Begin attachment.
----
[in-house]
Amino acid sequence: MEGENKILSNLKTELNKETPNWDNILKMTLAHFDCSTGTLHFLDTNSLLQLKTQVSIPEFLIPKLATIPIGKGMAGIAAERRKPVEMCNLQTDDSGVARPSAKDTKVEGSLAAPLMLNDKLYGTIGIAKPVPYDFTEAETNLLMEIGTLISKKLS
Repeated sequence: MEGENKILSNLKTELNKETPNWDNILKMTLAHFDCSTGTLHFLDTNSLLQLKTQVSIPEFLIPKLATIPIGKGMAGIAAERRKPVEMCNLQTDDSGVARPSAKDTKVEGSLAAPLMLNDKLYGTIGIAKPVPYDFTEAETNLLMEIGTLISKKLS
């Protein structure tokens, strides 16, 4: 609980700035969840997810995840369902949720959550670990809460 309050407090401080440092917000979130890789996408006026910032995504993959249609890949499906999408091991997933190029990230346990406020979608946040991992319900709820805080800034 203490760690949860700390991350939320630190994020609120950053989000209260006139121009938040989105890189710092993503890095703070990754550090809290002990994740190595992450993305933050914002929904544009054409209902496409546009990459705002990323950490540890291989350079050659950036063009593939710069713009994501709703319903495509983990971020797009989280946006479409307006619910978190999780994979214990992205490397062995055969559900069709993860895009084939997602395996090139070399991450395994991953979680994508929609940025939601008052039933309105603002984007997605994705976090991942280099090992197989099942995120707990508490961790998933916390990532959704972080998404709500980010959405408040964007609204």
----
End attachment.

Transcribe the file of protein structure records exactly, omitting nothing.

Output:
[in-house]
Amino acid sequence: MEGENKILSNLKTELNKETPNWDNILKMTLAHFDCSTGTLHFLDTNSLLQLKTQVSIPEFLIPKLATIPIGKGMAGIAAERRKPVEMCNLQTDDSGVARPSAKDTKVEGSLAAPLMLNDKLYGTIGIAKPVPYDFTEAETNLLMEIGTLISKKLS
Repeated sequence: MEGENKILSNLKTELNKETPNWDNILKMTLAHFDCSTGTLHFLDTNSLLQLKTQVSIPEFLIPKLATIPIGKGMAGIAAERRKPVEMCNLQTDDSGVARPSAKDTKVEGSLAAPLMLNDKLYGTIGIAKPVPYDFTEAETNLLMEIGTLISKKLS
């Protein structure tokens, strides 16, 4: 609980700035969840997810995840369902949720959550670990809460 309050407090401080440092917000979130890789996408006026910032995504993959249609890949499906999408091991997933190029990230346990406020979608946040991992319900709820805080800034 203490760690949860700390991350939320630190994020609120950053989000209260006139121009938040989105890189710092993503890095703070990754550090809290002990994740190595992450993305933050914002929904544009054409209902496409546009990459705002990323950490540890291989350079050659950036063009593939710069713009994501709703319903495509983990971020797009989280946006479409307006619910978190999780994979214990992205490397062995055969559900069709993860895009084939997602395996090139070399991450395994991953979680994508929609940025939601008052039933309105603002984007997605994705976090991942280099090992197989099942995120707990508490961790998933916390990532959704972080998404709500980010959405408040964007609204």